You should start by reading and testing Zend Framework. As this is really just a framework and a collection of libraries and experiences of long-time devellopers.
Somes says you should try to build your own framework before, then throw it in the basket and get back to ZF (Zend Framework). It depends how much time (years) you have. But that's right it's easier to understand good choices when you've mad bad ones before :-)
Nobody in this world can build a good architecture on his own, you'll need the experience of others to make your own new errors and not the old ones. No one was smart enough in the past to prevent us from all theses CMS (phpNuke, and a lot more but I don't want to hurt some people working on big CMS which are still there today).
So use ZF MVC model, do read (really) ZF documentation (even if you won't use it). Understand why some of theses tools are very important for security.
Big things to note for a good PHP app:
share nothing: by default PHP as no way to store data between the user requests. So mid-term storage/long-term storage/session storage things will have to be stored somewhere:
- cookie (like session ID)
- session files or session records in database or session records in a cache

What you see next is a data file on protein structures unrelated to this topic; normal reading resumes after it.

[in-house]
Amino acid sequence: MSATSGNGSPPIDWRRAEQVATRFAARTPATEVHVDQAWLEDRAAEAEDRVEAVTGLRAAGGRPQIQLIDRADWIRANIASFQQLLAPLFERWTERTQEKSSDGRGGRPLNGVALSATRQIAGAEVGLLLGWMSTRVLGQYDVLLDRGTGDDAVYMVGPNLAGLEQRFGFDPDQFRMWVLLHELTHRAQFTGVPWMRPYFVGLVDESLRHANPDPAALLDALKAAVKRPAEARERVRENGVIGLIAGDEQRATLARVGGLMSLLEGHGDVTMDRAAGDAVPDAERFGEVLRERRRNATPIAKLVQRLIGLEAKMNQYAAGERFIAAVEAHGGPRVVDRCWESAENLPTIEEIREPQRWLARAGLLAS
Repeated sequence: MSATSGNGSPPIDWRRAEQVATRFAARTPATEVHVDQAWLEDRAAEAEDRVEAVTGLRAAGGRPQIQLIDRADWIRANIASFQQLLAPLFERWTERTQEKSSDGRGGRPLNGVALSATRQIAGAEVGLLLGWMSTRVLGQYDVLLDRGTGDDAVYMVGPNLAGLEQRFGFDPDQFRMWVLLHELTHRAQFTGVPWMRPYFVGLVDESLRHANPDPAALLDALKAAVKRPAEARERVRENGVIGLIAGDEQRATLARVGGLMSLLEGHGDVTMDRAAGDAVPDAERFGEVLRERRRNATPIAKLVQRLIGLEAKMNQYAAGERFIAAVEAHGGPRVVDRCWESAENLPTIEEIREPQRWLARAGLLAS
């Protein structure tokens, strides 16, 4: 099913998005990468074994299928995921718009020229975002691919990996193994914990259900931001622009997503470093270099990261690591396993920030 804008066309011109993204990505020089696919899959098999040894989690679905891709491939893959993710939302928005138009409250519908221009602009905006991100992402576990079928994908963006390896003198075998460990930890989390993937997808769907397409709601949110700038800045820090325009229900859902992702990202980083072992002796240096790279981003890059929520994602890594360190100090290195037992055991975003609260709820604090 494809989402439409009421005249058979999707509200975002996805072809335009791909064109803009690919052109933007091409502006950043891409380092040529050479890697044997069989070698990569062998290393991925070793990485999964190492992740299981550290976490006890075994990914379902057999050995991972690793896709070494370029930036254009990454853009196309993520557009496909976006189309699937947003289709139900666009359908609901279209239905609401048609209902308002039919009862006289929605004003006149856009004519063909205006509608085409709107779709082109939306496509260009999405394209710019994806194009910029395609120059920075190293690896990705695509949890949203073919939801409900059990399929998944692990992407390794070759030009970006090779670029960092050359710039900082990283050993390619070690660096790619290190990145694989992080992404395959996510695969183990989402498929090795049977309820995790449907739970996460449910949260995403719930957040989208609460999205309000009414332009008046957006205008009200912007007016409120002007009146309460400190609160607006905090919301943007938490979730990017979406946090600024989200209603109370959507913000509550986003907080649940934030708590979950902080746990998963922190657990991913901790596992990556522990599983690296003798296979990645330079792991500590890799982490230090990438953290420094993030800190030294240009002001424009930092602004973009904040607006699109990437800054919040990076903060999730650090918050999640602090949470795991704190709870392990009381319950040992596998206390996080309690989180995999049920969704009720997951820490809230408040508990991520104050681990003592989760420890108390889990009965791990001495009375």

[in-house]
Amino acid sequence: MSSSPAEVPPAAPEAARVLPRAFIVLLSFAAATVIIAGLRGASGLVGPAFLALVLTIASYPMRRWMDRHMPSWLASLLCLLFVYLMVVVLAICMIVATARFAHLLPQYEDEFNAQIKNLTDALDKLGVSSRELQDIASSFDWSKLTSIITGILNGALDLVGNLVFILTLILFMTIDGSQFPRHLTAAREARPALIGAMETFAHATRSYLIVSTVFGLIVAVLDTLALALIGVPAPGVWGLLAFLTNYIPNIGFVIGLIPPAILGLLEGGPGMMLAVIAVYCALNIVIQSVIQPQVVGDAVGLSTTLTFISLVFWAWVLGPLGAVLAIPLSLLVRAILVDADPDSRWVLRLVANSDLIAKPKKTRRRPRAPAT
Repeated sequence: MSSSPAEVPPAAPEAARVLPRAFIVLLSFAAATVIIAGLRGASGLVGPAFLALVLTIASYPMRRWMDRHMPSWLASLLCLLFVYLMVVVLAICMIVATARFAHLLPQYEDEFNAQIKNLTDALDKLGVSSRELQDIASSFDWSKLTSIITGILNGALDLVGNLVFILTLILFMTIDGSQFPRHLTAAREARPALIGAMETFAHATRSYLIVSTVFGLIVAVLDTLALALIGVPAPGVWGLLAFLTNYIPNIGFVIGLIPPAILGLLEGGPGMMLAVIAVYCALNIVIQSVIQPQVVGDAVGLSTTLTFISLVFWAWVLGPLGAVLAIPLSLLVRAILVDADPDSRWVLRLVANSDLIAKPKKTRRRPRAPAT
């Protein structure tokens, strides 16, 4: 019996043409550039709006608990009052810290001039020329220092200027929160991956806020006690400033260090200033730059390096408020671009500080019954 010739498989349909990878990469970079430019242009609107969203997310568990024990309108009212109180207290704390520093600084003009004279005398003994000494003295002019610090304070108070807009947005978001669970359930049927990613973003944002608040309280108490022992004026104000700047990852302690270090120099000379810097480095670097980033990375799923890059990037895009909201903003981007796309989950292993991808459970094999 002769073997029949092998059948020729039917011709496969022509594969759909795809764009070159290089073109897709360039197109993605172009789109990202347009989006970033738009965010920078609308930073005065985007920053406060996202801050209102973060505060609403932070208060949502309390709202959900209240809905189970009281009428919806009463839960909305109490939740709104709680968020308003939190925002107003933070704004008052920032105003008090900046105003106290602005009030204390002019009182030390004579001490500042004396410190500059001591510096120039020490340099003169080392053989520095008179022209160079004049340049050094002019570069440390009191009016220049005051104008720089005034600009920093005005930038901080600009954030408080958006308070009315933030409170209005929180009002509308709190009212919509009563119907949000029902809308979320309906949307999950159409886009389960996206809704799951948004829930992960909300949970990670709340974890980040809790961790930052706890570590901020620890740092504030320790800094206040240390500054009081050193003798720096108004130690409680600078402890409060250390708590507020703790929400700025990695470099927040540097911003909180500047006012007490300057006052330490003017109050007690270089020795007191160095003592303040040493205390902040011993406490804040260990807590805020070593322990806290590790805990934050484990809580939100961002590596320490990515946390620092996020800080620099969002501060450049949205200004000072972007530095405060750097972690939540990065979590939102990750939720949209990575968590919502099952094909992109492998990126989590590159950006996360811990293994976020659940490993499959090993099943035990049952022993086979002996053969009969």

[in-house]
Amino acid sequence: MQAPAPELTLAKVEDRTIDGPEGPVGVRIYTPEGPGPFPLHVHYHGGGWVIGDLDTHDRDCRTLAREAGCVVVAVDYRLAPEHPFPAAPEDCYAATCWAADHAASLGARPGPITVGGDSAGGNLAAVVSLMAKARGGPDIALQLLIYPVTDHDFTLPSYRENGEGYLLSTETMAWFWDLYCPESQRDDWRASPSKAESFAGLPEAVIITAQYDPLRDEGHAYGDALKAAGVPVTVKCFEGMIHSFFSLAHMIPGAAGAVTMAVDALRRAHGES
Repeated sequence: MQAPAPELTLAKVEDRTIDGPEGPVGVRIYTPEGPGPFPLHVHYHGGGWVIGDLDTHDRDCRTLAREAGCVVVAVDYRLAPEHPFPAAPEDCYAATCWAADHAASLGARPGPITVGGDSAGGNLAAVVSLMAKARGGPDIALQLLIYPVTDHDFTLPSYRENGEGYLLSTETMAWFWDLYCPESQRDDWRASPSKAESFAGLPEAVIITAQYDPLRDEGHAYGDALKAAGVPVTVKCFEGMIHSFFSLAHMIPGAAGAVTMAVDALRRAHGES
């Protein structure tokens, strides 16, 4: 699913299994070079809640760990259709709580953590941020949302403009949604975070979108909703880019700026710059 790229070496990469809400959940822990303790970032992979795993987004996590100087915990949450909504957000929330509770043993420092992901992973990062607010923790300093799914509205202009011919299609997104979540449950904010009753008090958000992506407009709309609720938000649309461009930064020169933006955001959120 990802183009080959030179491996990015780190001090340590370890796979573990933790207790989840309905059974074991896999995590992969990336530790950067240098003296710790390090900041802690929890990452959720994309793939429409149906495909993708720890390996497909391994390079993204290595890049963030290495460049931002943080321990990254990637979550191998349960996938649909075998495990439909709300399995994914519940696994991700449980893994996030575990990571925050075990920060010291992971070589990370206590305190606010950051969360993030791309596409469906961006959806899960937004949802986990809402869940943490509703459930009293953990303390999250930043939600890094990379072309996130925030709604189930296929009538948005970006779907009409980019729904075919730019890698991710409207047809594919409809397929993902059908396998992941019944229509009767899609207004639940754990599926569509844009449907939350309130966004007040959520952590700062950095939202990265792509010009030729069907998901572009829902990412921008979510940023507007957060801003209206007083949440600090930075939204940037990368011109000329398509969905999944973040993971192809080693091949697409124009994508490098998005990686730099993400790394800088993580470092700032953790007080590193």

- application levels cache (like memcached)
- database (and why no throwing MySQl for PostgreSQL, test the difference!)
- pre-application levels cache (revers proxy cache, varnish and such, browser cache)
filter inputs/escape outputs: If you make a good use of Zend_Form, Zend_Filter, Zend_Validators and if you always use escape() in your views this part of the security should be ok (and this is a big big big problem in most PHP apps out there). See your database as one of the output, html page as another, json as another, etc. Your inputs as well are numerous, user inputs, cookies, maybe some other databases, external websites, etc.
avoid absolute url: try to always use relative url. At least always use url helpers given by the framework to build your urls.
get nice url map: if you can cut your application in different parts by simply reading the url you will help yourself for the day you'll need to build a more complex hardware platform for your application. Admins will need to set some configuration files for reverse proxy cache in front of your app. Will they be able to detect the https-needed parts? does all your static files are available via a specific path? Can we define a cache-time policy based on the url?
design patterns: nobody is smart enough to understand all the consequences of his coding choices and the way this code will have to evolve. Design patterns are there to collect good pratices. If your problem have no design pattern solution, then maybe you do not understand your problem :-). To be honest there's maybe a simplier and faster way sometimes, but you should know the patterns before deciding not to use them.
A lot of PHP experts have done their code without using frameworks (as most frameworks was not very good in fact). But code quality in the PHP world is bad, really, it's still so easy to make an XSS injection on a lot of websites. It's time to get something better, do not trust the hello world examples, building a good webapp is hard :-).